So if anyone is in Christ, there is a new creation: everything old has passed away; see, everything has become new! All this is from God, who reconciled us to himself through Christ, and has given us the ministry of reconciliation; that is, in Christ God was reconciling the world to himself, not counting their trespasses against them, and entrusting the message of reconciliation to us. So we are ambassadors for Christ, since God is making his appeal through us; we entreat you on behalf of Christ, be reconciled to God. -II Corinthians 5:17-20

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Jay SidebothamContact:

Rev. Jay Sidebotham
jsidebotham@renewalworks.org
RenewalWorks is a ministry of Forward Movement.
www.renewalworks.org

Monday Matters (December 22nd, 2014)

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MONDAY MATTERS
Reflections to start the week
Monday, December 22, 2014 

Doubting Thomas, a gift at Christmas

Before we arrive at Bethlehem on Thursday, today the church pauses to observe the feast of St. Thomas, disciple of doubting fame. Thomas steps forward and gives voice to what we all probably think at some point: “Hold your horses. I’ve some questions about this faith business.” I’ve long thought that Thomas should be the patron saint of Episcopalians. When Frederick Buechner described doubt as the “ants in the pants of faith”, perhaps he had Anglicans in mind. We like to live the questions, which can lead to doubt and cause us to dwell in skepticism. I often hear folks brag on the Episcopal Church as a place where one does not have to check one’s brain at the door. (That often has a hubristic tone, as if Christians who live out their faith in other ways aren’t quite as smart as Episcopalians. Perhaps a topic for another Monday.) But we love to love Thomas. He gives us a chance to talk about doubt and questions. Reflect with me this Monday morning about the doubts he had. They might have been questions asked in modernity: Can people really rise from the dead? Do laws of physics matter? Are we surrendering intellectual integrity? Are we giving in to nostalgia or wishful thinking, projection or transference?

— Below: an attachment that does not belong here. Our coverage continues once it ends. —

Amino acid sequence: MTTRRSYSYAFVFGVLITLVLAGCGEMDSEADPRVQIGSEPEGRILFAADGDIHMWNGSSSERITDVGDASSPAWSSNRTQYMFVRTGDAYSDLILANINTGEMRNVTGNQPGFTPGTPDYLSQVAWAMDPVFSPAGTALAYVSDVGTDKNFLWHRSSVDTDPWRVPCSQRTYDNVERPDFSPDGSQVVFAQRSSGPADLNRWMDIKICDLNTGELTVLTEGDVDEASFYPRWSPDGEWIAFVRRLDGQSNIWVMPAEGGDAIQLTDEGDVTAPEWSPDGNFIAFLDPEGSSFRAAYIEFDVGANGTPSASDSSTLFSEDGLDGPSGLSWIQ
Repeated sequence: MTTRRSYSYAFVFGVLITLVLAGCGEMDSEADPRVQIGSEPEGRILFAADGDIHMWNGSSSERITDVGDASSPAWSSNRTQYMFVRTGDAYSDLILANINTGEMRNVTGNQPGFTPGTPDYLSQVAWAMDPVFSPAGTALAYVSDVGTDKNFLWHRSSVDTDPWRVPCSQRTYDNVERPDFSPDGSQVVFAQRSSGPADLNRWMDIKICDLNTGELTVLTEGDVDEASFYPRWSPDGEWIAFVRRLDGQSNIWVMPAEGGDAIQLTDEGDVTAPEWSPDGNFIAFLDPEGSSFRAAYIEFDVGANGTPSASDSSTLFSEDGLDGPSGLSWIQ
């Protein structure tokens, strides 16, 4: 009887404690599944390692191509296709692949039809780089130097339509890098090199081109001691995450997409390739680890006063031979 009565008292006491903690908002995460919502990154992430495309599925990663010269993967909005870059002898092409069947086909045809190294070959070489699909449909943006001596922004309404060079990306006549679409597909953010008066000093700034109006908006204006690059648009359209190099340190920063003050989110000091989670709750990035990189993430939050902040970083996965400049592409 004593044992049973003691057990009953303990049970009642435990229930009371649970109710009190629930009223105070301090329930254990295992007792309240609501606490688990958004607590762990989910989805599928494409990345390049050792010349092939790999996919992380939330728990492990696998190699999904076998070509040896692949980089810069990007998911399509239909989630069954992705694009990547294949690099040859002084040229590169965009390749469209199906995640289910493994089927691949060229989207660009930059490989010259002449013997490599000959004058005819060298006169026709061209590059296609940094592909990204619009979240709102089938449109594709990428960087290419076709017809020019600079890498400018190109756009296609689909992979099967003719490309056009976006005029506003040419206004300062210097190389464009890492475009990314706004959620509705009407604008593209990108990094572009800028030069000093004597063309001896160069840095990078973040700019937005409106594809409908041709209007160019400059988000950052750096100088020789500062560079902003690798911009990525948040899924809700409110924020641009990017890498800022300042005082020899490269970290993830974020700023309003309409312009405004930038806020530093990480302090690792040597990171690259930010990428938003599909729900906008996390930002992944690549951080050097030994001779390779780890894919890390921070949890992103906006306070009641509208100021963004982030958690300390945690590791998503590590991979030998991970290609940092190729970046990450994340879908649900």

Thomas may be the saint of choice for skeptics and doubters, Bill Maher fans. I might also call him the patron saint of the “dones”. You may have heard about the “nones”, the growing number of folks in our culture who claim no religious affiliation. The “dones” are a different group. As I read Thomas’ story (printed in the column on the left), I think he may be one of them. The “dones’ came to my attention in a post by a guy named Thom Schultz, who has written a book called “Why People Don’t Go To Church Anymore.” He describes the “dones’ as the de-churched, folks who had at one point been the most dedicated, active members of their congregations. But they’re tired. Tired of being lectured to. Tired of the Sunday routine: Plop, Pray and Pay. Schulz calls pastors to pay attention to this group, to help them start anew, to ask questions like why they are part of the church, what keeps them in church, whether they have thought of stepping away, how they would describe their relationship with God, how it has changed over the years, what would need to change to help them grow. Pastors need to call these folks (and themselves) back to their first love.